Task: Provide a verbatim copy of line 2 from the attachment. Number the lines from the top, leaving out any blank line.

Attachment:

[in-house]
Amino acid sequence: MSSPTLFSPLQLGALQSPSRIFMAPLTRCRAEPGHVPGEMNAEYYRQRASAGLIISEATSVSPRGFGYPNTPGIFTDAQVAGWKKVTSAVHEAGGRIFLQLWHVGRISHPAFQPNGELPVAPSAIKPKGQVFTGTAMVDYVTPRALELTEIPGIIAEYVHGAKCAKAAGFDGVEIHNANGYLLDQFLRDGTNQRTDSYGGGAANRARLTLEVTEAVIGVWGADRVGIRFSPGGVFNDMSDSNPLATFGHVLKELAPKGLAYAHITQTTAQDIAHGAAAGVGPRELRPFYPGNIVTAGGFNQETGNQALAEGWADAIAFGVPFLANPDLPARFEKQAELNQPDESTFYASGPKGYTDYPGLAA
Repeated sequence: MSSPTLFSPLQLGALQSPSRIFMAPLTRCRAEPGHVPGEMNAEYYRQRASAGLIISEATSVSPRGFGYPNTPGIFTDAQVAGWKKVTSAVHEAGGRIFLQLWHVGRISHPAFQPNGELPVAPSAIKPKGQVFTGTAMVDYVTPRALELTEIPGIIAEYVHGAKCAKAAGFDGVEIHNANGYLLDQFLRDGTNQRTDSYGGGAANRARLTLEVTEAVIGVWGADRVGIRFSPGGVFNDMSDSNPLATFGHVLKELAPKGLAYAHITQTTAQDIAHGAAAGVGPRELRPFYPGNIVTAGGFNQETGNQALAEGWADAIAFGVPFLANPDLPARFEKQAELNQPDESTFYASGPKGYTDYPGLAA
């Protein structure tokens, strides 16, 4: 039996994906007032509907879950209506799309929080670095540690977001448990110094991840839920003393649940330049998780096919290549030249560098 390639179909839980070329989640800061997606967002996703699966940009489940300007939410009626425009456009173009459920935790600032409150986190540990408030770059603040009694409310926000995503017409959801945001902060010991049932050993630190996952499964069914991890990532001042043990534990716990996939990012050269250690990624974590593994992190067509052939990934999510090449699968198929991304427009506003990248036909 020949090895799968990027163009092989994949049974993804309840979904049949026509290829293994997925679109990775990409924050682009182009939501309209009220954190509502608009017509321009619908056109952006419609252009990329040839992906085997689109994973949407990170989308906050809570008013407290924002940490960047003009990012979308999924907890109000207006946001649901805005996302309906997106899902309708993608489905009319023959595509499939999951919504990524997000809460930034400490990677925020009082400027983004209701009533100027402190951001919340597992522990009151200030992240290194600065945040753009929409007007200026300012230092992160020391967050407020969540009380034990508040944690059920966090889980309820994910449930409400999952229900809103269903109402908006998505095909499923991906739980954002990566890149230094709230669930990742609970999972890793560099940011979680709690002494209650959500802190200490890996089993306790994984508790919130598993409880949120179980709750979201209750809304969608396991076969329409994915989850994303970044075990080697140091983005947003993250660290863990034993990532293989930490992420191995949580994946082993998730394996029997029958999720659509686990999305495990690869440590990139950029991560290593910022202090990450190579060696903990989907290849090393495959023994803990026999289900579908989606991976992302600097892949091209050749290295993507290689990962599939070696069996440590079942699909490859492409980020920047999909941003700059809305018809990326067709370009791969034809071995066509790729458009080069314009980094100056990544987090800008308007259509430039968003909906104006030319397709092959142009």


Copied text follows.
Amino acid sequence: MSSPTLFSPLQLGALQSPSRIFMAPLTRCRAEPGHVPGEMNAEYYRQRASAGLIISEATSVSPRGFGYPNTPGIFTDAQVAGWKKVTSAVHEAGGRIFLQLWHVGRISHPAFQPNGELPVAPSAIKPKGQVFTGTAMVDYVTPRALELTEIPGIIAEYVHGAKCAKAAGFDGVEIHNANGYLLDQFLRDGTNQRTDSYGGGAANRARLTLEVTEAVIGVWGADRVGIRFSPGGVFNDMSDSNPLATFGHVLKELAPKGLAYAHITQTTAQDIAHGAAAGVGPRELRPFYPGNIVTAGGFNQETGNQALAEGWADAIAFGVPFLANPDLPARFEKQAELNQPDESTFYASGPKGYTDYPGLAA